Which Version: Python 2 or Python 3?

Whether to use Python 2 or Python 3 is a common source of confusion for people new to the language.

Python 2 is an older version that’s still used fairly often, and is still installed as the default version of Python in some current operating systems. Official support for Python 2 will end in the beginning of 2020.

If you’re just starting with Python, you should use Python 3.

Ongoing support and development is continuing for Python 3. That also goes for libraries you might want to use: some may still support both versions, but many will have moved to Python 3 completely or are likely to do so.

How do you know which version is installed on your system?

On Linux systems and Mac OS, the python command defaults to Python 2 and you use the python3 command for Python 3.

To figure out which version is installed on your system, go to a terminal window or command prompt and run the command:

python --version

If Python is installed, it returns the version of Python used by the python command.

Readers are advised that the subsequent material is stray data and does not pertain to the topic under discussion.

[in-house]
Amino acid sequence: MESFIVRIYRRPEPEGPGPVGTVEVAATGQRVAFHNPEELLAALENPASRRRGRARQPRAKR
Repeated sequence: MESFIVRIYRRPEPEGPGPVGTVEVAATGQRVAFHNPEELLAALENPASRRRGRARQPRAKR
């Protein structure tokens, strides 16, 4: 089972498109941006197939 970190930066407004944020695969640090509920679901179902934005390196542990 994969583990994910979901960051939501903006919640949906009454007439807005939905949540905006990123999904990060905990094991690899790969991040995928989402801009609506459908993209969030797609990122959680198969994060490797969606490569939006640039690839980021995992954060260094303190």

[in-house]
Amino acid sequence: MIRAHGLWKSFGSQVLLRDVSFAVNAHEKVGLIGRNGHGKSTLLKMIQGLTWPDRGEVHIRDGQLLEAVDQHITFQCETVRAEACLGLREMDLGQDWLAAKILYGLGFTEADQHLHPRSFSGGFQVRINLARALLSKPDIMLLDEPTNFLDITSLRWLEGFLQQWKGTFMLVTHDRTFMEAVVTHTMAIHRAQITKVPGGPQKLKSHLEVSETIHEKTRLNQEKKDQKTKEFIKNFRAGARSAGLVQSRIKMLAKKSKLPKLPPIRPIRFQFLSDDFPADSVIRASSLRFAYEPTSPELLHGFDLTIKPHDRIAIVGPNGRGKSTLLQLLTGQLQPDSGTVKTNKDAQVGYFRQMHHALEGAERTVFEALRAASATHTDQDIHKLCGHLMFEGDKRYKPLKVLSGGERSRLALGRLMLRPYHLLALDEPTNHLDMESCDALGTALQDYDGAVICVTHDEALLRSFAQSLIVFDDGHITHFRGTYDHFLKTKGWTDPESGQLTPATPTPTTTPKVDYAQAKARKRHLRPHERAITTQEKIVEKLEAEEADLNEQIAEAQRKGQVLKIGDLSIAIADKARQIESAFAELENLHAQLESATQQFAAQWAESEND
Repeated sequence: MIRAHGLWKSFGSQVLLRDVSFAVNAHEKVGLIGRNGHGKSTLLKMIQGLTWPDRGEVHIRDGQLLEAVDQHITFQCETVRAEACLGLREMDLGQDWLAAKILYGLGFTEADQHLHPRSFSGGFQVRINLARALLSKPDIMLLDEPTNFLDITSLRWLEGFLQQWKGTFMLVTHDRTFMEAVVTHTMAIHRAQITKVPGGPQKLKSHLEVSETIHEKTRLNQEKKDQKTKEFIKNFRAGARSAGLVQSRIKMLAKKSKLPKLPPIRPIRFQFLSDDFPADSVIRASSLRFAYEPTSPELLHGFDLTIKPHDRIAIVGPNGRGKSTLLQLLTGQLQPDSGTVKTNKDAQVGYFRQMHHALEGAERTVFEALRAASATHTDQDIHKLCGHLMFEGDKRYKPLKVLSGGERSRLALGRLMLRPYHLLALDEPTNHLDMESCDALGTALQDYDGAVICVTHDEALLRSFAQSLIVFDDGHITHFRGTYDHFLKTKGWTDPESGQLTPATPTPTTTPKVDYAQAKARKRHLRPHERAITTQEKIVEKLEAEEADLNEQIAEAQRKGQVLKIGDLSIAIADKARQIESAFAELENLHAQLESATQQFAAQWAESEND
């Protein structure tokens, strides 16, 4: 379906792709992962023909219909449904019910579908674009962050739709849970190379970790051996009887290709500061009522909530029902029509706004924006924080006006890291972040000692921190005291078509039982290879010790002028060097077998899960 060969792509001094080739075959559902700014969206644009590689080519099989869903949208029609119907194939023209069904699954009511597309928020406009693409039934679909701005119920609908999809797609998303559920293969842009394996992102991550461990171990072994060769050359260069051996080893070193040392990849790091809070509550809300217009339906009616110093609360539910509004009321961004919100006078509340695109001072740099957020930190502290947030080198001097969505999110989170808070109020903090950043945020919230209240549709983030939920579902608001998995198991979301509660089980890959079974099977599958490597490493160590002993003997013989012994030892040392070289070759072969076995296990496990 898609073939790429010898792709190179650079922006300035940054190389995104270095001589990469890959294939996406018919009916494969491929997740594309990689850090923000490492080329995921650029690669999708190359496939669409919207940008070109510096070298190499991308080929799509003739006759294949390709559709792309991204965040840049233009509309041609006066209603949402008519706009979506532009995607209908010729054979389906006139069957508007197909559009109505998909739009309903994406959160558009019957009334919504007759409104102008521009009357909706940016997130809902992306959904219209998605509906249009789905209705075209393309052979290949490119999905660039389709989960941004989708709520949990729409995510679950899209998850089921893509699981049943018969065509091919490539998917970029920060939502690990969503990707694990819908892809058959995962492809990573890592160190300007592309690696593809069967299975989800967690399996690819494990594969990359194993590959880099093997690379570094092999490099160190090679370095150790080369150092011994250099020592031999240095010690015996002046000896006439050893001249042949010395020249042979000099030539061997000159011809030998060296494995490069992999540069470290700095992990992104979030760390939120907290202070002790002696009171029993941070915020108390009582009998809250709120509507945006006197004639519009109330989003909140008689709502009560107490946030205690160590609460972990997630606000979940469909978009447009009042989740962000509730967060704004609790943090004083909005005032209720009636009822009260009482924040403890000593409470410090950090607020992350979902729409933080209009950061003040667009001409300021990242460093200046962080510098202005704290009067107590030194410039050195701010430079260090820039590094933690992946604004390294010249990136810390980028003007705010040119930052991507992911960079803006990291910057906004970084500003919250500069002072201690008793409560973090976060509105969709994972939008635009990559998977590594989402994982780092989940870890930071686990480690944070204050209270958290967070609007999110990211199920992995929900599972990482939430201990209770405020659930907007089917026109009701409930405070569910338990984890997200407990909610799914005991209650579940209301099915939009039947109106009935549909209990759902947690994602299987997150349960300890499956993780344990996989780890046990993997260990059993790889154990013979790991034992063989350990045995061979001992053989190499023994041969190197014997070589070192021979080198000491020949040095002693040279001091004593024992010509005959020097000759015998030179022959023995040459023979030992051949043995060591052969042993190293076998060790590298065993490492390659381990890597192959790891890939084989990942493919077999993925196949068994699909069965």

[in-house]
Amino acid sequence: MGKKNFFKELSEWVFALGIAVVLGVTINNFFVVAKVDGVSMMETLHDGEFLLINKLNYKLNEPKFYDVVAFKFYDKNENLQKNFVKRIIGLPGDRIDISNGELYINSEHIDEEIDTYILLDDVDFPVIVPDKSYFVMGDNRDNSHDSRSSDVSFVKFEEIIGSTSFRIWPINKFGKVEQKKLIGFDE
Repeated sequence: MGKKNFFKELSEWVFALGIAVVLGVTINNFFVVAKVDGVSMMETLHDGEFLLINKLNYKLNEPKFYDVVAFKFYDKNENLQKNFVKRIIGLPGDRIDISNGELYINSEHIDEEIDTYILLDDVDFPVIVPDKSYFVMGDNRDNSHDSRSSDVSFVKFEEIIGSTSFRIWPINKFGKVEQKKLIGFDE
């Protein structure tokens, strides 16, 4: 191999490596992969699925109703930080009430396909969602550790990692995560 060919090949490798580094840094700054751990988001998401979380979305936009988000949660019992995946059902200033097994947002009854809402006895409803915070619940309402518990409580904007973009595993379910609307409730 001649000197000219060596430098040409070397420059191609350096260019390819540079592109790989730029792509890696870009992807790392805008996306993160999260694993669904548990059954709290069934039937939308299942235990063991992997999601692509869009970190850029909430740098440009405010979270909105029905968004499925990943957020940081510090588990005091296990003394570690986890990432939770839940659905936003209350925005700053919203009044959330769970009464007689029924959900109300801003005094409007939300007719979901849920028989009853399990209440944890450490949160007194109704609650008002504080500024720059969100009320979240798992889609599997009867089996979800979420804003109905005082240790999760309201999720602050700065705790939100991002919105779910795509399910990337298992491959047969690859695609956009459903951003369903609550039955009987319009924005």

Python 2.7.16

The python3 --version command does the same for Python 3.

Python 3.7.4

Recognizing the Python Version in Code Examples

Online tutorials don’t always explicitly mention whether they use Python 2 or Python 3. Fortunately, there are a couple of heuristics you can use to figure out which version a tutorial employs.

One is the difference in how text is printed on the standard output. In Python 3, there’s only one valid way to do so:

# Python 2 and Python 3
# This is a comment, by the way
print("Hello, world!")

That syntax is also valid in Python 2, but Python 2 examples much more commonly use this alternative syntax:

# This only works in Python 2
print "Hello, world!"

And that's invalid in Python 3. So a print statement without parentheses is a clear tell that code is written in Python 2.

Another common tell is how the code takes input through stdin.

In Python 3, reading raw input is done with the input function.

In Python 2, the input function also exists, but there it evaluates the input as Python code and returns the result.

For raw input, Python 2 uses raw_input. This function doesn’t exist in Python 3.

If a code snippet doesn’t interact with standard output/input, you can look at features used from the standard library. A list of the features that have changed in Python 3 would lead us too far here, but you can take a look at The Conservative Python 3 Porting Guide for a more complete list.

All that said, much code written in Python 2 will work fine in Python 3. When in doubt about a code snippet, give it a shot and run it in Python 3. If it doesn't work because of the Python version, searching online for the error message will quickly point that out.